At the screening of Mark Cousins’ A Storm in My Heart last night we were reminded of Santiago Alverez. It got me thinking about his influence on Solanas and Getino’s ideas of revolutionary cinema and the writings published in Frameworks in response to the 1986 Edinburgh International Film Festival Conference on third cinema. It made me think of Childish Gambino and what’s going on in contemporary cinema and how much we need to keep thrashing out these ideas. I’m reminding myself of the texts as preparation for writing something. Here are the texts to read if you are also interested

Taylor, Clyde, Eurocentrics Vs New Thought at Edinburgh, Framework, 34 (1987) p.140(1)

Will, David, Edinburgh Film Festival, Framework, 32 33 (1986) p.197(1)

Willemen, Paul, Notes and Reflections, Framework, 34 (1987) p.4(1)


Very chuffed by the fact that a former miner from Monktonhall Colliery got in touch to say this:

“I was looking through a few old pictures online of Monktonhall colliery and I came across a poem  that you wrote about the experience that you had going down the pit,   The poem was very well written and describes the experience like it really was. it means a lot to me as I first felt that experience when I was just 15 years old after just leaving school, reading your poem brings back lots of good memories of what we endured on a daily basis. I have since tried to find your poem to show colleagues from Monktonhall so they could also enjoy your heart felt words but with no success as it has been removed. My colleges and I would be very grateful if you could locate this poem and send us a copy as memories are all we have left. :

Here is the poem (please forgive the lack of formatting – I can’t seem to do line breaks between stanzas):

Filming at Monktonhall Colliery 1996

 “Down there were coal is dug it is a sort of world apart which 

one can quite easily go through life without ever hearing about”  

—George Orwell The Road to Wigan Pier

Film at Monktonhall Colliery 1996
“Down there were coal is dug it is a sort of world apart which
one can quite easily go through life without ever hearing about”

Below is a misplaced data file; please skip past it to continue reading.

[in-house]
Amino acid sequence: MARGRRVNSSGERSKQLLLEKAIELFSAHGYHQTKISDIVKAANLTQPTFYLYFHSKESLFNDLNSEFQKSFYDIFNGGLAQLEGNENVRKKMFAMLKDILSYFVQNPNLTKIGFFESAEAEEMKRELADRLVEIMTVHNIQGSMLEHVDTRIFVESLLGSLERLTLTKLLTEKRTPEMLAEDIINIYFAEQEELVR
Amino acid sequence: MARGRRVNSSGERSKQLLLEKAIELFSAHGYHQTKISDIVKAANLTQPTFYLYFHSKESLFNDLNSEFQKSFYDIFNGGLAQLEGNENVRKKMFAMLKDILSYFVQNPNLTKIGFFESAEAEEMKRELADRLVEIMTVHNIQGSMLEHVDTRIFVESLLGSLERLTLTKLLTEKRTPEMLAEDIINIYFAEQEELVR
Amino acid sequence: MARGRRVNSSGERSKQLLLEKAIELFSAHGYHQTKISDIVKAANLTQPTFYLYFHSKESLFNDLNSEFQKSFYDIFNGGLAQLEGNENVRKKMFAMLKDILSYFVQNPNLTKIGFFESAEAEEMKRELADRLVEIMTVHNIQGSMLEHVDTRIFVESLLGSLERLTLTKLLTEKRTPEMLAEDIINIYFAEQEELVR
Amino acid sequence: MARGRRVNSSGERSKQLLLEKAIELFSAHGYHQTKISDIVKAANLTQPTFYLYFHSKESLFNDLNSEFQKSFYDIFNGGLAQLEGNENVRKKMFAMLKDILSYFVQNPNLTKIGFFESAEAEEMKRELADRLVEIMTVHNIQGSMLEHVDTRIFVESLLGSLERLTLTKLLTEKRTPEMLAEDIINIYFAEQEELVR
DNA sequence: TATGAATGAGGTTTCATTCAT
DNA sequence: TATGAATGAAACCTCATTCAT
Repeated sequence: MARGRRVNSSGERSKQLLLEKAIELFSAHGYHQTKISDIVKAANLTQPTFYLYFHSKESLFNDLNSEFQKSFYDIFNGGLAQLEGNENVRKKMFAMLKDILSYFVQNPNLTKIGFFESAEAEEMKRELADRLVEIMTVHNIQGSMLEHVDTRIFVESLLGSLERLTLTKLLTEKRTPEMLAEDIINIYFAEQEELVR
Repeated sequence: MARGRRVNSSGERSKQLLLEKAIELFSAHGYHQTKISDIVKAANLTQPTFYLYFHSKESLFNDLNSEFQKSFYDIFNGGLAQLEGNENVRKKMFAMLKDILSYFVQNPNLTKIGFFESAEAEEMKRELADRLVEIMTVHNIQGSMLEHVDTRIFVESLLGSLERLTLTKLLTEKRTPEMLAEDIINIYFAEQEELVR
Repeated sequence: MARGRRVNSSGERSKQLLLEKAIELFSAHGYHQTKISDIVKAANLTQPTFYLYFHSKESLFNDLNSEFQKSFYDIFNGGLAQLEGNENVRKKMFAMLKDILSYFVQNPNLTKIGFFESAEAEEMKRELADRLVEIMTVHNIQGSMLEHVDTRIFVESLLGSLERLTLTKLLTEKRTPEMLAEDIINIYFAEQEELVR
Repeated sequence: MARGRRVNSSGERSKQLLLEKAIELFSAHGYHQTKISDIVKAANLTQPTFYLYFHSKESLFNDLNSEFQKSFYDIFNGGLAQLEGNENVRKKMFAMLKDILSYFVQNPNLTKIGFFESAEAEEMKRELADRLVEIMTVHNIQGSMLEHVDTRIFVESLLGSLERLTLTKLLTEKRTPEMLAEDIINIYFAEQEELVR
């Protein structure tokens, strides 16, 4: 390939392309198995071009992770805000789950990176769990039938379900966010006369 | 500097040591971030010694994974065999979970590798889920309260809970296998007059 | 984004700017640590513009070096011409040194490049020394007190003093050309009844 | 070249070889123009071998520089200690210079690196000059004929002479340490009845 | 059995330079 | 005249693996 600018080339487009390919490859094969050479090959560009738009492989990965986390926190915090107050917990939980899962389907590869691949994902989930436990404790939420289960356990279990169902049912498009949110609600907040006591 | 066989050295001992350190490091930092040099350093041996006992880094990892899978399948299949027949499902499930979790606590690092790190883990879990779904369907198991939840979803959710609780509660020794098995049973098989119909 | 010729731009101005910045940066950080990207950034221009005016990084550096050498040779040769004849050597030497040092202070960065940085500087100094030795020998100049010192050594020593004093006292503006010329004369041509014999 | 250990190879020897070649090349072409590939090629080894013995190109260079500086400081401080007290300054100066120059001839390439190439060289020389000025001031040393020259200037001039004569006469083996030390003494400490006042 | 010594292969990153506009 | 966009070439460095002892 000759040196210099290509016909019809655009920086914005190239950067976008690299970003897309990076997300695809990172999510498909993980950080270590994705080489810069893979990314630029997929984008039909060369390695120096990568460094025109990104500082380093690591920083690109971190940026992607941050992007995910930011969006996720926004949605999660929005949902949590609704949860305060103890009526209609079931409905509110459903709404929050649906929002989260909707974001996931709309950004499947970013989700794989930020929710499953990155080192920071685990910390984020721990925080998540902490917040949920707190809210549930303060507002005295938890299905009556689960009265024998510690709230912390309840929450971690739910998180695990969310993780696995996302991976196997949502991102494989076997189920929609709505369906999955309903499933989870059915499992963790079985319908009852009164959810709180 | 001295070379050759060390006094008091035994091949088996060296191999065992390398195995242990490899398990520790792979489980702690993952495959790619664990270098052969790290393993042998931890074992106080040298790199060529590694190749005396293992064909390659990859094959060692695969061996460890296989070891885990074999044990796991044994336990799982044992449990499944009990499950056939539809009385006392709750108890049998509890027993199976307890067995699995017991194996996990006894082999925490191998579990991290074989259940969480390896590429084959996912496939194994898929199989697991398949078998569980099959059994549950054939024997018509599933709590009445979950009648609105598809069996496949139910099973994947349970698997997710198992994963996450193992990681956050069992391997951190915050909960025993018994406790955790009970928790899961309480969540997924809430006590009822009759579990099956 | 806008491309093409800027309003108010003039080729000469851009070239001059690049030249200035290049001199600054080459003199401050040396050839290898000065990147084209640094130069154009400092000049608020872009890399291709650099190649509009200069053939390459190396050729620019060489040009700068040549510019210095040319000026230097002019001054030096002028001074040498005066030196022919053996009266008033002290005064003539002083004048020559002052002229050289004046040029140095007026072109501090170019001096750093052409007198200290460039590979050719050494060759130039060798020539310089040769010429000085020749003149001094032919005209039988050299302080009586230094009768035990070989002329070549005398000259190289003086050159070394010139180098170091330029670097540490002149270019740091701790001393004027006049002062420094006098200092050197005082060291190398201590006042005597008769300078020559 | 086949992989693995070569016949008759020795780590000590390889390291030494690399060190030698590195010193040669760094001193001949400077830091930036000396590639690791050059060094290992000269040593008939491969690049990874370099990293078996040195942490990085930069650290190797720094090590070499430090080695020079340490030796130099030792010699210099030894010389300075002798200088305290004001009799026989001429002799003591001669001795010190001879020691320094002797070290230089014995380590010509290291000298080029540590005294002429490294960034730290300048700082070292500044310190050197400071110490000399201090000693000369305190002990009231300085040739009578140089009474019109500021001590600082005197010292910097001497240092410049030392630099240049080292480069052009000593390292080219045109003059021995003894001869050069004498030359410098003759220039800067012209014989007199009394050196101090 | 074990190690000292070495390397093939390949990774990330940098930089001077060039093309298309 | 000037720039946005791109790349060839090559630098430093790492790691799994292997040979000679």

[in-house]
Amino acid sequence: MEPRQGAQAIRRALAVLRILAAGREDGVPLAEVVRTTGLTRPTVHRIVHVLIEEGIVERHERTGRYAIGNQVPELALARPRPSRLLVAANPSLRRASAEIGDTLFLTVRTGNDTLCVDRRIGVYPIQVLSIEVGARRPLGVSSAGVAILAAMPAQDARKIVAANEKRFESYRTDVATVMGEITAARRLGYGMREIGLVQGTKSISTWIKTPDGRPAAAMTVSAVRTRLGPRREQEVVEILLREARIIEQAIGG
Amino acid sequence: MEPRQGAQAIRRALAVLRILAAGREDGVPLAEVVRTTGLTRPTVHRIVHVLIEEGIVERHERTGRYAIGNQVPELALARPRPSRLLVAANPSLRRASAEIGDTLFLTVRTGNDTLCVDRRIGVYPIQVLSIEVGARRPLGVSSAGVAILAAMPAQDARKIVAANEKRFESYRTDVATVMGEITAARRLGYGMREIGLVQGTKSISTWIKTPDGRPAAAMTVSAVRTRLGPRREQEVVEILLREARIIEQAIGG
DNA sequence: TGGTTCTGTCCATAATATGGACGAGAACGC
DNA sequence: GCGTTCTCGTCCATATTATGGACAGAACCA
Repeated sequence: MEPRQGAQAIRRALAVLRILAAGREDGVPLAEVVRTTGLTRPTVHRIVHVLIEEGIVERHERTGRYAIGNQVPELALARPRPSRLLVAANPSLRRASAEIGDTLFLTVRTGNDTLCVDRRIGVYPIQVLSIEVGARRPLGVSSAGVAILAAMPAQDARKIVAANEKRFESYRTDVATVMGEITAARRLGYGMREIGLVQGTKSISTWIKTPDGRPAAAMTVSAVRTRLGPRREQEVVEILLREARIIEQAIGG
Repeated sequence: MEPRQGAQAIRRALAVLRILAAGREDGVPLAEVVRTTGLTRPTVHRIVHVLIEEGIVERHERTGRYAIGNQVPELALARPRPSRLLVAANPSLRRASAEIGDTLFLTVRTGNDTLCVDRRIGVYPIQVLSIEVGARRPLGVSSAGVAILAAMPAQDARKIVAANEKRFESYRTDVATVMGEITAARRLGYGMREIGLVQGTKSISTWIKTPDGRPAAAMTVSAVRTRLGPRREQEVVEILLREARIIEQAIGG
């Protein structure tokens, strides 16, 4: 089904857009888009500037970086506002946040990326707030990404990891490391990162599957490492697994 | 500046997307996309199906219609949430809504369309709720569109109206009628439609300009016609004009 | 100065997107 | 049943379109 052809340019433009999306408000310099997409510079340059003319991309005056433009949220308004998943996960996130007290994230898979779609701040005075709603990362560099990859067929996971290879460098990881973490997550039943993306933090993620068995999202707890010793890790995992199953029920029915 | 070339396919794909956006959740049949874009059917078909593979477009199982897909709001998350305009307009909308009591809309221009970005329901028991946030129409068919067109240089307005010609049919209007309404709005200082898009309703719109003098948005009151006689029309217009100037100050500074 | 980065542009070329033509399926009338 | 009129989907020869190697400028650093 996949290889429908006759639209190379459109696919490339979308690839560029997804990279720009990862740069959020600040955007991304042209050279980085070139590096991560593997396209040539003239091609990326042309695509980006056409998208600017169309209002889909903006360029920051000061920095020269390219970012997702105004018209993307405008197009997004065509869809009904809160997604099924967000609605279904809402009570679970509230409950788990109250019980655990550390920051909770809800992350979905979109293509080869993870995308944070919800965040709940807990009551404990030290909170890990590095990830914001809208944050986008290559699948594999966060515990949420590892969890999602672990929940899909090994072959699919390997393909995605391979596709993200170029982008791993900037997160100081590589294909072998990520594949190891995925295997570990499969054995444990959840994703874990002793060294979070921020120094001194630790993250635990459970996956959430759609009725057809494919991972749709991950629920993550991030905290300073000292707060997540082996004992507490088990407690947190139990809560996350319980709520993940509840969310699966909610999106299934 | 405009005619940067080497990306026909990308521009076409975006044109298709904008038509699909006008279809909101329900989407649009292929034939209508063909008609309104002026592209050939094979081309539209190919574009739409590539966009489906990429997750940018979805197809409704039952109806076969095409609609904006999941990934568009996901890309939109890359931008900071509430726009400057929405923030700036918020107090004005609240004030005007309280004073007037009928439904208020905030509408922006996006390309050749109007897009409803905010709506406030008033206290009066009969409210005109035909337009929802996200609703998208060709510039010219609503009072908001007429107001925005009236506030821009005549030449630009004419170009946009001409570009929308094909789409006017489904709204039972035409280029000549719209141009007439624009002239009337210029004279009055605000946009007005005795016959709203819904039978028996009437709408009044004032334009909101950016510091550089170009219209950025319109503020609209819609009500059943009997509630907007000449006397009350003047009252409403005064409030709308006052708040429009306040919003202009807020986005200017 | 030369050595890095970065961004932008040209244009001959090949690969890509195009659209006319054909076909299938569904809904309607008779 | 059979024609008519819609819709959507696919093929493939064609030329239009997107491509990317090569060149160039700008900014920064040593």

—George Orwell The Road to Wigan Pier
I went down 3000 feet in a rusty cage
the men teasing my increasing fear.
Water dripped everywhere faster than we dropped.
No sign of hell in this underworld:
an unexpected brightness of strip lights and high ceilings
feeling like the back rooms of some dirty shopping mall.
But it was only the start of a long journey into black
down reducing tunnels in steady increments
taking deep breaths to stifle my constant question of ‘what if?’
because there’s no escape if this world caves in.
I joined in the banter, working hard to make believe
I’m as tough as them, shouting over the raucous noise
of the pumping turbine.
The further we went the lights decreased –
one weak tungsten bulb now and then
and the torch on my plastic head
revealing only a vague sense of this long coal road.
Down and down we continued on
sweating in the sunless heat
breathing warm gusts of dusty air.
A full hour on I began to stoop,
5 foot 6 inches too tall and taller every step.
We approached the tunnel’s end in single file,
bent crooked and straining unknown muscles.
A new sound joined the anarchic symphony
of unmuffled engines driving the coal conveyer belt –
a gentle poetic sound, the echo of metal tools
chinging at the coal face.
The white glare of an industrial beam
revealed the end game – a three foot high seam
and the reality of an old idea
of carbon coloured miners on their knees
for hours on end in such extreme.
They hope for a future with money in the bank
so they’ll fight for this life, the one they know,
the perilous security of such hard graft.
But back at the top
the camera packed and the crew gone home
when there were just a few left
in a corner of the pub
and the beer washed down with a single malt
only then, in the safety of a moment of calm
did they dare share the vision of their secret dream –
that whatever the future might hold for them
their own sons would never have to face the same.
Susan Kemp


The support from Scottish Book Trust comes to an end as a new batch of writers receive the 2012/13 awards. It has been a rewarding experience. Caitrin Armstrong has a deep understanding of just how difficult all forms of creative writing can be and does a remarkable job of aiding development and progression. The Trust financed a two week research to a remote campsite in the North East of Scotland where I could work on the second draft (complete rewrite) of my novel ‘Their Tinsel Show’ and get in touch with my protagonist’s emotional engagement with the wilderness. I managed to write 15,000 and hugely develop the landscape as a leading character.

Last year the Book Trust also funded a rehearsed reading of a version of a second novel also in development. This was terrifying but invaluable: the professional actors highlighted the gaps between where characters were realised in the writing and where they fell flat. But so much more work to be done…..

I have also been writing some poetry and, if I’m brave enough, might post them up here. Hmmm. I will think on.

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